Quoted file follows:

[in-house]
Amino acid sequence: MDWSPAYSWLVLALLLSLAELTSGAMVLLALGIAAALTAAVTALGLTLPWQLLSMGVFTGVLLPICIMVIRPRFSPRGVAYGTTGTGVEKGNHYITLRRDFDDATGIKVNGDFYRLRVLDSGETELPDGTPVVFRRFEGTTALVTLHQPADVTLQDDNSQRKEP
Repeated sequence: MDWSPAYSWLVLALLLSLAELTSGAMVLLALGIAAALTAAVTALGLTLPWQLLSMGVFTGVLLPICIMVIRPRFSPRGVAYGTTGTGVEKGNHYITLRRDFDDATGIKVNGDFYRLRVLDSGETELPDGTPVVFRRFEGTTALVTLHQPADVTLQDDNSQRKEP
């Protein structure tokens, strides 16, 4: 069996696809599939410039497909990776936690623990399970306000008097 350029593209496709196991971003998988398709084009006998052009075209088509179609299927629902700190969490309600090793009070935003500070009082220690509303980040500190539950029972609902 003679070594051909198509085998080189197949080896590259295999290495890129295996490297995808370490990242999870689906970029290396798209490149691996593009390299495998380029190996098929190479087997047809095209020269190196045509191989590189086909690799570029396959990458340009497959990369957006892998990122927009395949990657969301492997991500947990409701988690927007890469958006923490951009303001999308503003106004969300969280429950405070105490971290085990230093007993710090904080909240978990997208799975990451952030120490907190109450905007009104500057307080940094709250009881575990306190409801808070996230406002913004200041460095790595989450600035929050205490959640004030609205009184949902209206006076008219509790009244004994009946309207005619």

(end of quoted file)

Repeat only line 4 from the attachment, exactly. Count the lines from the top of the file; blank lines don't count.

């Protein structure tokens, strides 16, 4: 069996696809599939410039497909990776936690623990399970306000008097 350029593209496709196991971003998988398709084009006998052009075209088509179609299927629902700190969490309600090793009070935003500070009082220690509303980040500190539950029972609902 003679070594051909198509085998080189197949080896590259295999290495890129295996490297995808370490990242999870689906970029290396798209490149691996593009390299495998380029190996098929190479087997047809095209020269190196045509191989590189086909690799570029396959990458340009497959990369957006892998990122927009395949990657969301492997991500947990409701988690927007890469958006923490951009303001999308503003106004969300969280429950405070105490971290085990230093007993710090904080909240978990997208799975990451952030120490907190109450905007009104500057307080940094709250009881575990306190409801808070996230406002913004200041460095790595989450600035929050205490959640004030609205009184949902209206006076008219509790009244004994009946309207005619």